Wednesday, August 22, 1990
Richard Grayson earned 34 credits in graduate education courses at Teachers College, Columbia University, from fall 1985 to summer 1990.
Friday, August 17, 1990
Laughing Bear Newsletter #29 (August 1990) reviews Richard Grayson's Narcissism and Me:
Narcissism and Me
by Richard Grayson
($5.00 + $1.00 p&h;
Mule & Mule, Publishers,
350 West 85th Street,
New York, NY 10024-3822)
Grayson's humor is best presented straight-forward and deadpan. This book's coated white cover and bold black type are clean, sharp, and demand attention.
Richard's work deserves a well-designed showcase. His experimental fiction combines humor with tragic touches to create real stories instead of jokes, and he's willing to take chances rather than go for an easy laugh. At the heart of his work, he can create sympathetic characters. Humor without strong characterization falls flat. Richard's short fictions are full of real people who stumble into the surreal and surreal people who happen to be real.
Tuesday, August 14, 1990
New York Newsday today (Tuesday, August 14, 1990) features an op-ed column by Richard Grayson: "A Rap Smuggler Sings the Blues," about his efforts to send 2 Live Crew's As Nasty as They Want to Be CD's to South Florida, where they are banned as obscene.
A RAP SMUGGLER SINGS THE BLUES
By Richard Grayson
I am a writer living in exile in New York City. Currently I am involved in smuggling forbidden works to the people of my homeland, whose government would immediately arrest me if I were caught. But I'm not a Chinese dissident, or a member of the African National Congress, or a freedom fighter from a totalitarian nation.
I'm a snowbird.
I live in South Florida much of the year but return to New York every May. I enjoy the contrasts between the streetlife on Manhattan's Upper West Side and the palm trees and swimming pools of Broward County. And I dislike northern winters and tropical summers.
For months I had followed the controversy involving the rap group 2 Live Crew and the sexually brutal lyrics on their album, "As Nasty As They Wanna Be." Two judges have ruled that the band's songs violate Florida's obscenity laws. I have listened to people argue the issues on Miami talk shows and in the local newspapers, and I have discussed censorship with my writing classes at South Florida colleges.
Several months ago, Broward County sheriff Nick Navarro arrested a record store owner for selling the album.
As a writer who has received government funds for my fiction, I had been shocked when Sen. Jesse Helms succeeded in placing content restrictions on grants from the National Endowment for the Arts. Helms and his right-wing allies kept saying that the issue wasn't one of censorship but of abuse of government funding. They assured us they would let the free marketplace take care of art they deemed obscene. But apparently the free market wasn't working in 2 Live Crew's case; their album has sold over a million copies, and not one penny from the taxpayers was involved.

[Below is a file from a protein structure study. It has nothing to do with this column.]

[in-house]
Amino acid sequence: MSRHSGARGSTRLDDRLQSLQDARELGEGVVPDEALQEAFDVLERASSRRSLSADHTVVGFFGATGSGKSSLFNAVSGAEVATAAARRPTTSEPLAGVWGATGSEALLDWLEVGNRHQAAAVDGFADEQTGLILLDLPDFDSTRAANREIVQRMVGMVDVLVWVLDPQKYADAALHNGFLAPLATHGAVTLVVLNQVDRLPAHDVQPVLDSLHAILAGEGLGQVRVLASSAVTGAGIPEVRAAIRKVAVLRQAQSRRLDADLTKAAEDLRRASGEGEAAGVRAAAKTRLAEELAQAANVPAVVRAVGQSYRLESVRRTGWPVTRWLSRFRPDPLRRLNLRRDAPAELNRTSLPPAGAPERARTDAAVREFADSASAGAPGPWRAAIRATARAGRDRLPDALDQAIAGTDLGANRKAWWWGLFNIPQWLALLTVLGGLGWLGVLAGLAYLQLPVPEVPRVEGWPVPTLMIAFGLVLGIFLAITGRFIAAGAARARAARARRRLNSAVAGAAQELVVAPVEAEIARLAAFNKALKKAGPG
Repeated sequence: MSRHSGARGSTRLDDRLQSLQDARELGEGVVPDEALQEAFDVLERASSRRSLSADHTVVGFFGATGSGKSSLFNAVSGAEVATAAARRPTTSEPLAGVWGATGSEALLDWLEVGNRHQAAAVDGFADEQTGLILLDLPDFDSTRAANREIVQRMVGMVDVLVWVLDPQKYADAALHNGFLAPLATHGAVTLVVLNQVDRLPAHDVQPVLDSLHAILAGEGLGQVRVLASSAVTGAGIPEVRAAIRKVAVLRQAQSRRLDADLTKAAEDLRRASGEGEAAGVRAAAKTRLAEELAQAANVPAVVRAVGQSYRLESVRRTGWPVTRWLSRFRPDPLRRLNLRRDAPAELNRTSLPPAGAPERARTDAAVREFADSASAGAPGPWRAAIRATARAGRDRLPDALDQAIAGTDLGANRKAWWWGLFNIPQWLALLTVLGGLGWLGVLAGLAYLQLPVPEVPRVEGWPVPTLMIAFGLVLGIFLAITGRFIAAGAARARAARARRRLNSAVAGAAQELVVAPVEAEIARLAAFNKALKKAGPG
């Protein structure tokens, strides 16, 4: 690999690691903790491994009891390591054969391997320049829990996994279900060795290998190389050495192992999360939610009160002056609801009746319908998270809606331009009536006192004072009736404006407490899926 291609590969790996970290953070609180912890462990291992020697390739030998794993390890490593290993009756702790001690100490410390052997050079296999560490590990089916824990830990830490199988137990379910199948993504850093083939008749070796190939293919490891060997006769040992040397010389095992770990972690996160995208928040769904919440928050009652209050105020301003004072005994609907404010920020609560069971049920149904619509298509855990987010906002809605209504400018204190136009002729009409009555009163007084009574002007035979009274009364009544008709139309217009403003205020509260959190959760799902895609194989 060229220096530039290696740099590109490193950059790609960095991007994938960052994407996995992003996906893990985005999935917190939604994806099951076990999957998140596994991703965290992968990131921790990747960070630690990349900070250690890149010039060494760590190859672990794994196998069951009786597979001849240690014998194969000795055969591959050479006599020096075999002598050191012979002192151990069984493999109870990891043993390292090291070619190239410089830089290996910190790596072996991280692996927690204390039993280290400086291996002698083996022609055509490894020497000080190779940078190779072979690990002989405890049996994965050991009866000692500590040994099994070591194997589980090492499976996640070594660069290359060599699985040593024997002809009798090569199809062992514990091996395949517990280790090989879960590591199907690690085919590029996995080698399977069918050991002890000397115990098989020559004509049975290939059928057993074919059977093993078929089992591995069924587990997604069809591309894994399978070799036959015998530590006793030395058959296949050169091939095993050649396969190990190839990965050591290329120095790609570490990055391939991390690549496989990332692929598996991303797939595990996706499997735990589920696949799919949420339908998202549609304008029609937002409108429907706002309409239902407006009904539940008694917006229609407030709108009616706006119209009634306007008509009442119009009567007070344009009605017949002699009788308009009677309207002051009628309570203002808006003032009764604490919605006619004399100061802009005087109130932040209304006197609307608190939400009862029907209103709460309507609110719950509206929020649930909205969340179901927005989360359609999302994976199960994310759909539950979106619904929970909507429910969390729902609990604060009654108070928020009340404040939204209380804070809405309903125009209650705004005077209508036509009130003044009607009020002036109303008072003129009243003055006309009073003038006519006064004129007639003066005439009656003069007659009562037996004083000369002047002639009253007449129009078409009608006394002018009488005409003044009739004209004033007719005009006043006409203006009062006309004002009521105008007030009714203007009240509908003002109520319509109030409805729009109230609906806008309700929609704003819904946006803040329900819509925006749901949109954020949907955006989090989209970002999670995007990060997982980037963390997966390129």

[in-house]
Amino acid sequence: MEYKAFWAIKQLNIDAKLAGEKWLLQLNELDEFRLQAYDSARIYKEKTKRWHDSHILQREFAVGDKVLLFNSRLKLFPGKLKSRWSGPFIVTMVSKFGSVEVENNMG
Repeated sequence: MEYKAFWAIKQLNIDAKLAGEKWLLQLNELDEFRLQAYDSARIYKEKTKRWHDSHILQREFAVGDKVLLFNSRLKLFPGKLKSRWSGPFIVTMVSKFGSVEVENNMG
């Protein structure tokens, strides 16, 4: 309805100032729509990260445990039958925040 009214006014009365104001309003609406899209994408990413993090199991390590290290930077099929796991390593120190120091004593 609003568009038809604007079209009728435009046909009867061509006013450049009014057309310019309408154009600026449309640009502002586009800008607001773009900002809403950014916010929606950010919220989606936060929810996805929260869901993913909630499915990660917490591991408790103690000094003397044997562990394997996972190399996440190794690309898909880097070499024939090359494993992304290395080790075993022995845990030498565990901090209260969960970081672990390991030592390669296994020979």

I thought a lot about this as I took a 40-block stroll on upper Broadway one evening. Stopping in at record stores along the way, I found a few copies of "As Nasty As They Wanna Be" in most of them. It seemed absurd that in New York I could buy the album with no problem, but in Fort Lauderdale I could not.
Late that night I hit on a way to fight the Florida censors. I wrote a press release announcing the formation of Radio Free Broward, dedicated to sending the 2 Live Crew album to fans in the "captive counties" of South Florida that were covered by the federal judge's ruling. Calling myself a member of the "snowbird exile community," I faxed the press release to South Florida news organizations. Soon I was giving interviews to local radio and TV stations and newspapers.
Since the Radio Free Broward story was covered in the media, including on MTV, I've received over 20 letters and calls from South Florida residents asking how to get a copy of the 2 Live Crew recording. I send back letters quoting a price and explaining that I'm not making any profit, just covering my costs. I've filled half a dozen orders so far, sending the obscene materials via the U.S. Postal Service. (It's not obscene on my end, so it's legal to ship the recording, postal inspectors have told me.) Almost every day, another query or order arrives.
There have been some interesting letters. One, from a Miami Beach man who told me he was born in Cuba, said the actions of the federal judge and the Broward County sheriff, both Cuban Americans, made him feel as if he were still living in a communist country.
The saddest query came from someone who was afraid to give me his name. The writer had me send the album to a post-office box and paid me cash. Perhaps he feared entrapment, but it disturbs me that a U.S. citizen who just wants to buy a record feels like a criminal.
I also got an unsigned postcard (palm trees on the back) that read: "You are a pig and your mind is in the sewer. . . Stay in New York!"
The truth is, I haven't heard a single cut from "As Nasty As They Wanna Be." I have no interest in the kind of lyrics 2 Live Crew's songs contain. But as a writer, I can't abide any words, however vulgar or sexist or anti-Semitic or homophobic, being banned in the United States.
So while I'd prefer that people spend their time and money on different kinds of music - or better yet, on my own books - I'm determined to give my fellow Floridians the same rights I enjoy while I'm living in New York. The last time I checked, Broward County was still covered by the same Constitution as Manhattan
Richard Grayson's most recent book isNarcissism and Me (Mule & Mule). He teaches English at Florida International University and Broward Community College.